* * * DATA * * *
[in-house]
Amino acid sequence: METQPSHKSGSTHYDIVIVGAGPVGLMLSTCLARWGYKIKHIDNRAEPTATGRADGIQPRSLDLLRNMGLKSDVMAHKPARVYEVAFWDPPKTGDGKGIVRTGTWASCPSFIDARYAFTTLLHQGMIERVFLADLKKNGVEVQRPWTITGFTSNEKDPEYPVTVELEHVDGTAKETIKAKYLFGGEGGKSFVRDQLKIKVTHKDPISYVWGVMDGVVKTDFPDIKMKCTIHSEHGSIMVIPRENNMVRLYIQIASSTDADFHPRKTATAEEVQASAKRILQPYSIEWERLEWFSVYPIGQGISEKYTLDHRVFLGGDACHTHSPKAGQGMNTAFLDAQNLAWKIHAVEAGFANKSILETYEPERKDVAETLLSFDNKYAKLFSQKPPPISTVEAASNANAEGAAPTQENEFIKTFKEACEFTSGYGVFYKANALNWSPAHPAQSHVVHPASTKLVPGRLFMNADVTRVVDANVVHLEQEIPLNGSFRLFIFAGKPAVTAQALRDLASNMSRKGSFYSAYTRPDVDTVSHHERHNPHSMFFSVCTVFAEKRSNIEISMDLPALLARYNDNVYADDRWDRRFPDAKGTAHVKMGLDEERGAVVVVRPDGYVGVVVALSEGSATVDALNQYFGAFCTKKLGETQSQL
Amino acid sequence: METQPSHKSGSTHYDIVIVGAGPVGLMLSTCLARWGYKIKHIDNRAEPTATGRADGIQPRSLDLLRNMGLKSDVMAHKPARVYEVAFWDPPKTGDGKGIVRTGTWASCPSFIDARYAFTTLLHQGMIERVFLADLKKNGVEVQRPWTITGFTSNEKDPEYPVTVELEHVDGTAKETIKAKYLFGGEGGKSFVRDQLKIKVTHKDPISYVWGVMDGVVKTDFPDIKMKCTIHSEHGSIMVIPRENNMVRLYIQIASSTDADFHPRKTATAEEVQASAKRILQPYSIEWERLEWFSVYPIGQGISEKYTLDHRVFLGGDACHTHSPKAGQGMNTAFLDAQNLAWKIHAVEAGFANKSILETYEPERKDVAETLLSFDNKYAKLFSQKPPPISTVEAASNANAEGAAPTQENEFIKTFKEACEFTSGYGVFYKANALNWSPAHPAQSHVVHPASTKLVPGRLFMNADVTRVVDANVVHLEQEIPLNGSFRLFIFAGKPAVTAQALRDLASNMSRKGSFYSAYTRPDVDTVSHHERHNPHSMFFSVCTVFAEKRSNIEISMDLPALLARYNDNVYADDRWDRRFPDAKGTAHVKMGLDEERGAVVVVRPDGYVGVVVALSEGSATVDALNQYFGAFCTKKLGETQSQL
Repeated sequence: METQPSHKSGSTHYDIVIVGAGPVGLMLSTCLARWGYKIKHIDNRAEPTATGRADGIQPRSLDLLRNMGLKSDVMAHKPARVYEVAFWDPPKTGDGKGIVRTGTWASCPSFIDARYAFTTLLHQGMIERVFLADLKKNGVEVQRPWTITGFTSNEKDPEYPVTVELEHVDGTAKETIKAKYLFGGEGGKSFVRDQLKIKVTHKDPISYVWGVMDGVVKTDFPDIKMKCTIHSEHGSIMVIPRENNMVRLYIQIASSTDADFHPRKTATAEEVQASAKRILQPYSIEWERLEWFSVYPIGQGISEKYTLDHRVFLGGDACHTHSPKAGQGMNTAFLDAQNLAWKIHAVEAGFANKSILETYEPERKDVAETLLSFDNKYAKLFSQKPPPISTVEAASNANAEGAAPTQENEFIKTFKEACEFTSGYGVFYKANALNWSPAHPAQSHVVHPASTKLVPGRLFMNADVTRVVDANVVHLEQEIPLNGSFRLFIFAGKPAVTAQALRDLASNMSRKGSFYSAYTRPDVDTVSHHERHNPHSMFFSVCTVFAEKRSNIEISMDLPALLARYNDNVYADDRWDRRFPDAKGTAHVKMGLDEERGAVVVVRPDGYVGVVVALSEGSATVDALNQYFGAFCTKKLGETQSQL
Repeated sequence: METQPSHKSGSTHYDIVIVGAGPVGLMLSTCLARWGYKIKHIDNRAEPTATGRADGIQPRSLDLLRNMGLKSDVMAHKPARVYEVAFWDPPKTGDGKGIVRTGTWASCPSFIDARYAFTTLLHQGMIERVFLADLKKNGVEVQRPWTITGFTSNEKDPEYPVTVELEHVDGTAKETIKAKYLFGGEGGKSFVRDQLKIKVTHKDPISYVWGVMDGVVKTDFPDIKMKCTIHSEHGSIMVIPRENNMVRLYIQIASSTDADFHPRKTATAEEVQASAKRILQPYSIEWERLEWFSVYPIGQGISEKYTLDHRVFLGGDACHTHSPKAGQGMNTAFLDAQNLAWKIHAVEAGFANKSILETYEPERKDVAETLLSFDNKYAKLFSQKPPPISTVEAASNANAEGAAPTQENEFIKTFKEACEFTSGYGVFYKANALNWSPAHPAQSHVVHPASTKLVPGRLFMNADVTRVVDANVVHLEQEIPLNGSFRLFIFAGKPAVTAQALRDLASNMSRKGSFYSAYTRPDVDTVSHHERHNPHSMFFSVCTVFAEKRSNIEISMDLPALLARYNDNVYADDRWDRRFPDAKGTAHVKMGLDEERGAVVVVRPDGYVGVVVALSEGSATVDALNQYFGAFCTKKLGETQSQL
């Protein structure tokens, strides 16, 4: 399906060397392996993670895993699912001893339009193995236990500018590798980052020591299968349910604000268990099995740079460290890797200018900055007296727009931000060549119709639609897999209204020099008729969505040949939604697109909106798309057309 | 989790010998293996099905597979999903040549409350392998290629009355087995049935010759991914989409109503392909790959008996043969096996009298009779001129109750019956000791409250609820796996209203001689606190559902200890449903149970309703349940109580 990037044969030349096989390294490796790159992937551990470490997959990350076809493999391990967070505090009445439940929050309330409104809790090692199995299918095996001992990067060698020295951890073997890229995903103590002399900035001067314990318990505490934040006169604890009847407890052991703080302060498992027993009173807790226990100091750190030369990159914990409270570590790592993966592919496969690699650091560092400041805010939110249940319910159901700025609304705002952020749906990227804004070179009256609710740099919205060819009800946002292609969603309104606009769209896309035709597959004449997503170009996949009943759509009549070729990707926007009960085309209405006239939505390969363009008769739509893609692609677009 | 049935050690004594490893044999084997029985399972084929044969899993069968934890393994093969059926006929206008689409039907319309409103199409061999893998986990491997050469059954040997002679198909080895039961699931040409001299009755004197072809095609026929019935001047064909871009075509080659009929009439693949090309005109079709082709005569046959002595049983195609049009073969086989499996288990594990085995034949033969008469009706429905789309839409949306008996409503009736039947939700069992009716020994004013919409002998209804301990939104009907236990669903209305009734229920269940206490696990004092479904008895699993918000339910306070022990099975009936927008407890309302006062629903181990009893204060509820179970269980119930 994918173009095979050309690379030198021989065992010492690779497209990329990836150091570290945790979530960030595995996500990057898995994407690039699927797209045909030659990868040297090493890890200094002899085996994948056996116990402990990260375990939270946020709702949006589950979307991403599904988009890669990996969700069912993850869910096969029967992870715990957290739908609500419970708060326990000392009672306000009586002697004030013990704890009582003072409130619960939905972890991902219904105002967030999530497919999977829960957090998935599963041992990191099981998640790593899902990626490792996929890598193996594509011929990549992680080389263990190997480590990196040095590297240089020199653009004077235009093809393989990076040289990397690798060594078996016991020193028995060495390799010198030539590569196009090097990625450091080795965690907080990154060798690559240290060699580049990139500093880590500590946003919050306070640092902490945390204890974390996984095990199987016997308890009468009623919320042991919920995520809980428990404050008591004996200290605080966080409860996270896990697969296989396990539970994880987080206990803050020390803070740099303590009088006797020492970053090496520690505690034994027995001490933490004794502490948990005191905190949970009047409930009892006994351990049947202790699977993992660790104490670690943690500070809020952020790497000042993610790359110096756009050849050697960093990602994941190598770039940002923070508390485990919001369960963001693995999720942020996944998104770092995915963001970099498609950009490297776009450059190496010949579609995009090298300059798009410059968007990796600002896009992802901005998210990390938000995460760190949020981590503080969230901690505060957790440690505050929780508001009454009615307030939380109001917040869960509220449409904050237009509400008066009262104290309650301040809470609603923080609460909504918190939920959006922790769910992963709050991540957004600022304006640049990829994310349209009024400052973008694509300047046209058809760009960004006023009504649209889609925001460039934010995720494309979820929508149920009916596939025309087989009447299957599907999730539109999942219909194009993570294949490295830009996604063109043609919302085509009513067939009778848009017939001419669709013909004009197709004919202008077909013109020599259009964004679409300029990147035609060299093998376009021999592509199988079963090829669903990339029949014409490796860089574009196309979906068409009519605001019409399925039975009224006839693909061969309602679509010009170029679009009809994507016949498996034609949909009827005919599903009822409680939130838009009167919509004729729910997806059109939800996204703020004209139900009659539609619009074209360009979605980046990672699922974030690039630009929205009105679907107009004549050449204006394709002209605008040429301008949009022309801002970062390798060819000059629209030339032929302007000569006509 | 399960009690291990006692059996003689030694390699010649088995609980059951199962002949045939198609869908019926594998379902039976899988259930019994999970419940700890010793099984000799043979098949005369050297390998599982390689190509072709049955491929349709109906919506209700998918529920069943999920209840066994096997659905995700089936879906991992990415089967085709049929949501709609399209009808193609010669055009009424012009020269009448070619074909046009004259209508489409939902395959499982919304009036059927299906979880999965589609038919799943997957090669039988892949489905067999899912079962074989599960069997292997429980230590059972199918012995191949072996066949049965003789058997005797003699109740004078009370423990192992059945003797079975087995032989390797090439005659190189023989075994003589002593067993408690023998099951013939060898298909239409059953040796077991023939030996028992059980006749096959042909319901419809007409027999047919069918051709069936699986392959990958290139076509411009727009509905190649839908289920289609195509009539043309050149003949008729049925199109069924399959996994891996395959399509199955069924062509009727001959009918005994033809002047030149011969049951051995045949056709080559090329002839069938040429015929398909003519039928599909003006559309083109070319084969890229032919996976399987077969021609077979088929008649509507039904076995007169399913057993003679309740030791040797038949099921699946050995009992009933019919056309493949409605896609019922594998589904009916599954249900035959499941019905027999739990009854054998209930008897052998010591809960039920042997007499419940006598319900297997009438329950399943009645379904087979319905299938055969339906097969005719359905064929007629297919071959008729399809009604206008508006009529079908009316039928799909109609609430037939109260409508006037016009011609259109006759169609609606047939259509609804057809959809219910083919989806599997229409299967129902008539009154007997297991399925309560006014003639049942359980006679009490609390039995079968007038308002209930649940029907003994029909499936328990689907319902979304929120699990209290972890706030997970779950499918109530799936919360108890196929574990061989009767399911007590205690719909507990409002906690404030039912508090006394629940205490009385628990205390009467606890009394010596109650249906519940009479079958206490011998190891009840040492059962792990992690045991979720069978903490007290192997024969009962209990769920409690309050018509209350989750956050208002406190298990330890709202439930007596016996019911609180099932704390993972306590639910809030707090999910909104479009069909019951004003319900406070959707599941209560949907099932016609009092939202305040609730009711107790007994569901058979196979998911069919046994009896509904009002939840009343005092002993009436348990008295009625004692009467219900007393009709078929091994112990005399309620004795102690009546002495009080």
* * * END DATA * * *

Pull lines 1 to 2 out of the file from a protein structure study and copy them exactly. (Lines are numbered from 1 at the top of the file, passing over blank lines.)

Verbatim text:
[in-house]
Amino acid sequence: METQPSHKSGSTHYDIVIVGAGPVGLMLSTCLARWGYKIKHIDNRAEPTATGRADGIQPRSLDLLRNMGLKSDVMAHKPARVYEVAFWDPPKTGDGKGIVRTGTWASCPSFIDARYAFTTLLHQGMIERVFLADLKKNGVEVQRPWTITGFTSNEKDPEYPVTVELEHVDGTAKETIKAKYLFGGEGGKSFVRDQLKIKVTHKDPISYVWGVMDGVVKTDFPDIKMKCTIHSEHGSIMVIPRENNMVRLYIQIASSTDADFHPRKTATAEEVQASAKRILQPYSIEWERLEWFSVYPIGQGISEKYTLDHRVFLGGDACHTHSPKAGQGMNTAFLDAQNLAWKIHAVEAGFANKSILETYEPERKDVAETLLSFDNKYAKLFSQKPPPISTVEAASNANAEGAAPTQENEFIKTFKEACEFTSGYGVFYKANALNWSPAHPAQSHVVHPASTKLVPGRLFMNADVTRVVDANVVHLEQEIPLNGSFRLFIFAGKPAVTAQALRDLASNMSRKGSFYSAYTRPDVDTVSHHERHNPHSMFFSVCTVFAEKRSNIEISMDLPALLARYNDNVYADDRWDRRFPDAKGTAHVKMGLDEERGAVVVVRPDGYVGVVVALSEGSATVDALNQYFGAFCTKKLGETQSQL